. . . Read Part 1 . . .
Night fell as Kavel and his band of hunters approached Harryn Falls. All was quiet aside from the distant crackle of the flames that consumed the village. The Skarn were either still here or couldn’t have gone very far. He had to be sure. Kavel gestured to Leyuti and she nodded. She raised her arm in the air. Tangible, ink-like shadows encircled it until they came together into a tenebrous owl. She whispered something to the creature and it flew off to scout the ruined village and its surroundings.
“I don’t think I’ll ever become accustomed to that sorcery,” Kavel whispered.
“None of us will,” Achathon replied.
“It’s not sorcery, as I’ve told you many times. It is the sacred rite of my people. And you have nothing to fear.” Leyuti’s lupine eyes remained fixed on the owl. “Wungwa’s will is that of my own. He is bound to me. The only ones he will harm are our enemies.”
Sacred rite or sorcery, it didn’t matter. Kavel didn’t trust the bird. He trusted Leyuti though, and figured it unwise to harp about it any further and anger a woman who could summon beasts from the blackness. As far as she’d told him, the bird was the spirit of a loyal pet she had since childhood. When it died, she burned it and ate its ashes, which is apparently the custom of the Jagatawei tribes, tethering its soul to her. It sounded like a bunch of rubbish. He didn’t take much stock in the notion of phantoms, bird or not, but he couldn’t deny the owl’s existence so he kept his opinion to himself. Mostly. After a few moments, the owl returned and perched upon her arm, all without a single sound.
“The village is full of corpses.” Leyuti stroked the back of the owl’s neck and its head bent forward. “We see but one Skarn, in the village square. A big one, and a solitary man. They seem to be conversing.”
“A prisoner?” Skarn loved their prisoners.
Leyuti replied with nothing but a troubled glance and a shake of her head.
Something wasn’t right. Kavel signaled Achathon, and he sprinted off in search of high ground, where he could make use of his bow. The Ophician’s speed and agility impressed Kavel every time, not that he’d ever tell the boy that. Next, Kavel motioned for Nanok to circle around. The great behemoth did so, and much quieter than one would reasonably expect. Kavel dug into his pack once again and procured a spherical “dandelion” bomb he had picked up back in Mithradia from an Arquellon merchant for a pretty sum. It wasn’t exactly safe–or legal–on account of the raw thaumirrium inside it, but he was damn sure it could put a dent in a Skarn, or ten. Kavel secured the bomb in his overcoat and nodded to Leyuti, whose owl dissipated into vapor. The two strode toward the village entrance, Kavel drawing his sword and kukri, Leyuti readying her dagger and jawbone axe. They’d done this a hundred times, but there was always the possibility it would be their last. At least the odds were on their side and the stench of death that hung in the air would mask their approach.
The pair stuck to cover as they slid into the pyre-lit ruins and edged closer to the square. Soon, Kavel and Leyuti could see the Skarn with their own eyes. “Big one” was an understatement. Kavel had never seen a Skarn this huge before. Large patches of its body hair were missing, exposing bulging, veiny muscles that looked as if they were trying to rip through its dark skin. Black scrap metal was grafted to its scarred flesh in various places, most notably its left hand which had been entirely replaced by a jagged hook. Vicious spines ran down its back and along a tail that ended in a spiked mace the size of Kavel’s head. Its crimson eyes were tinged a sickly green. Its wicked horns were painted and fitted with full-sized skulls, human and otherwise. If this abomination was a warband leader, Kavel didn’t want to see what the rest of his merry companions looked like.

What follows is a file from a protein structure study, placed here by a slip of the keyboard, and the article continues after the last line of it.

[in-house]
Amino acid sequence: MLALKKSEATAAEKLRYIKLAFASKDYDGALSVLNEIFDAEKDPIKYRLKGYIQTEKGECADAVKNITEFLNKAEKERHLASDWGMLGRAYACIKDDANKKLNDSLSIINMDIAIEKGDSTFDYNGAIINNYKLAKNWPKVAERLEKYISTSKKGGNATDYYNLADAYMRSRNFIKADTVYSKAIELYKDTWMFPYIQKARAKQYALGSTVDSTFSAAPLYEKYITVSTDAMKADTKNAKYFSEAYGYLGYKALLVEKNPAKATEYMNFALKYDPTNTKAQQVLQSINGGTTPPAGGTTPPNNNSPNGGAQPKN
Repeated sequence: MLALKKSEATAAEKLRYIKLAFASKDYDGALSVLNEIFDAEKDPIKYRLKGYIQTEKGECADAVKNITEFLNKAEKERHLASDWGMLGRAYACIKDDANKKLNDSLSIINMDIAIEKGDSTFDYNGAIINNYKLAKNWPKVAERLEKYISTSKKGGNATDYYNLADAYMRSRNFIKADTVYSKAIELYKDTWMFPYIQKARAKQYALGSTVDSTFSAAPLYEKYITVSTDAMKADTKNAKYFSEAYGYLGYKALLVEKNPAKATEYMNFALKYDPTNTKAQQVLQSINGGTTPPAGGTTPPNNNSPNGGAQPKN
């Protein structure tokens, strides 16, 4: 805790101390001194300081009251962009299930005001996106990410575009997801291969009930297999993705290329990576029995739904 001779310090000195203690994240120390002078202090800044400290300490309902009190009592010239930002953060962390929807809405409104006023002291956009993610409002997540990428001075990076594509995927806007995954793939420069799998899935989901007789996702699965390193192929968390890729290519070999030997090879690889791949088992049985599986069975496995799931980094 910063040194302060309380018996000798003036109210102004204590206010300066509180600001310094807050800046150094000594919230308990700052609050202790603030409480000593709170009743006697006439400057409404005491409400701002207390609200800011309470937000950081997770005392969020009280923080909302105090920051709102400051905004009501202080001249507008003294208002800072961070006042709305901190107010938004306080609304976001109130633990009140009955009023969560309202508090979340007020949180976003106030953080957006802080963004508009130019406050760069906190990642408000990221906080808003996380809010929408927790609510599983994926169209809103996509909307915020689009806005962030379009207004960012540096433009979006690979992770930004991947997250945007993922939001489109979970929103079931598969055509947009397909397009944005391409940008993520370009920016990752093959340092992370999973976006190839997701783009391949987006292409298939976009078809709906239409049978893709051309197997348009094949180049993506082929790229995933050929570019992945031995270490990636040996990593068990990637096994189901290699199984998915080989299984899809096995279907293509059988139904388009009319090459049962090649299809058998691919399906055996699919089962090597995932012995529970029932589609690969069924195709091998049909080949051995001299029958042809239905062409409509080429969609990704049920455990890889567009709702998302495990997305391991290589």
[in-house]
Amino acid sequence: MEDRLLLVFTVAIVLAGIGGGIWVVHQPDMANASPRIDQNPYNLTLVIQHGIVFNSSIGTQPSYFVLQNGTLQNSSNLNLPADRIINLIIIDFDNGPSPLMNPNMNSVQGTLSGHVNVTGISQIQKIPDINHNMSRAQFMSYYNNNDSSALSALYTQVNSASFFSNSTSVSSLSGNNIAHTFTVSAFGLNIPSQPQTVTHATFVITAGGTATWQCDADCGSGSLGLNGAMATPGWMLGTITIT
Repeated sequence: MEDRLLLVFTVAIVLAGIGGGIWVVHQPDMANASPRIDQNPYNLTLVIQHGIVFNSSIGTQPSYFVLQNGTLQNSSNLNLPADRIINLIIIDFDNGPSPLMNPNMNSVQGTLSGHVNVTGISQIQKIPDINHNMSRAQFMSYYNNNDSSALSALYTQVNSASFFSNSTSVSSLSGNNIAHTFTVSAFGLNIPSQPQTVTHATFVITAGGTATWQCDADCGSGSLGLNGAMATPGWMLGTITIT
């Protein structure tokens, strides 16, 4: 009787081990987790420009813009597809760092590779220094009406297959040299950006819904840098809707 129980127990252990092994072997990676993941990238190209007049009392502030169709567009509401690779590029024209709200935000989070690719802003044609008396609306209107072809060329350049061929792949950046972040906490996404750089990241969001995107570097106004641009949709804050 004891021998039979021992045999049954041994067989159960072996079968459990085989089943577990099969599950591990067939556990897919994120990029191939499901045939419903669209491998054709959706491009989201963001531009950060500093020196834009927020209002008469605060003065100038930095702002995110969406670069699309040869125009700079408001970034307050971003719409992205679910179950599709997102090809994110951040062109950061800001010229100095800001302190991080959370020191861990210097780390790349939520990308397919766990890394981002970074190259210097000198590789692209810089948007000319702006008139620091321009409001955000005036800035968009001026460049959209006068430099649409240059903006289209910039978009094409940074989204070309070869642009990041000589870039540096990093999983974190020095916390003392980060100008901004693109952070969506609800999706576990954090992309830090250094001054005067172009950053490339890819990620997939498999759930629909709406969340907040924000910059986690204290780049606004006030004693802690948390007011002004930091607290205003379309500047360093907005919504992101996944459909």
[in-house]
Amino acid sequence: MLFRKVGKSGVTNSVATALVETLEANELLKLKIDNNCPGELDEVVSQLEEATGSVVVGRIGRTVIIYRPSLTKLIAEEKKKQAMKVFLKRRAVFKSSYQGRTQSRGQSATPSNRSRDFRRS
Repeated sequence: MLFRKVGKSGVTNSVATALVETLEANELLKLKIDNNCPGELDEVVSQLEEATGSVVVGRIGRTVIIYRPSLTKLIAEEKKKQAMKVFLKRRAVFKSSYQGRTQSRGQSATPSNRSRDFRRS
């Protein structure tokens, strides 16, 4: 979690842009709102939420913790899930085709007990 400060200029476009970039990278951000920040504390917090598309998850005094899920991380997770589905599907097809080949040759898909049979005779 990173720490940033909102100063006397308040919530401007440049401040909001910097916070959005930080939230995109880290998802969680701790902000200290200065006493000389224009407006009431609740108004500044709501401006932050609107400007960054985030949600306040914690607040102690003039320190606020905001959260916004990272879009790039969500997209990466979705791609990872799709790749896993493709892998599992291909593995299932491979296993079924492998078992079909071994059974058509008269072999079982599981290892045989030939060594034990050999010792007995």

The man, on the other hand, was far less noteworthy. Average height and build, with a hooded cloak that obscured most of his face and dull grey armor. A visible sword with no scabbard hung at his side, meaning it probably wasn’t just for show. But his boots… You could tell a lot from a man’s boots. They were quality footwear. Worn and used, but of fine make. He was no bandit or brigand. He was a man of station or rank. From where though? It didn’t matter. This was bad news all around. Kavel and Leyuti edged closer until they could hear the exchange of words between the man and beast.
“…but none of that is important. Tell me about the siege.” The cloaked figure possessed a familiar accent.
“It’s begun.” The colossal Skarn replied in the Union tongue, to Kavel’s disbelief, its voice deep and guttural. He’d heard them hoot, shriek, and growl, but never did he witness one speak a human language of any kind. The beast plodded over to the village well and grabbed the bucket, guzzling its contents in two seconds flat, and tossed it aside. “Fort Priston is still holding. For now. But reinforcements are on the way. Legions of Skarn. Deathwheels. Frenzytusks. Gore Cannons. We will break the Hylanteans. The gift your people provided made certain of that.”
“You give us too much credit, Voshlu.”
“Perhaps.” Voshlu grunted, gazing at the carnage around them with indifference. He nudged one of the bodies with his gigantic foot. “My warband is done with this place. Why did you insist we meet here, surrounded by the dead?”
“I have my reasons. Are you uncomfortable? I would’ve thought if anyone would appreciate the ambiance here it would be an individual such as yourself.”
“Reaving. Burning. Feasting. Conquering. The Skarn appreciate all of these things. But I have places to be, so get to the point.”
“Very well. I regret to inform you that certain plans have changed.”
Voshlu appeared agitated. “Changed how?”
“Once Fort Priston is eradicated, your forces are to pull out and leave this island. We have a more critical target that needs your attention. I’d go into further detail but…”
Voshlu sniffed at the air. “Ah, yes. I hadn’t caught their scents with all the dead strewn about, but I smell them now. Fresh meat.”
Kavel sighed. What good are the dead if they can’t even stink properly?
“Show yourselves,” Voshlu shouted, “And I’ll only flay one of you.”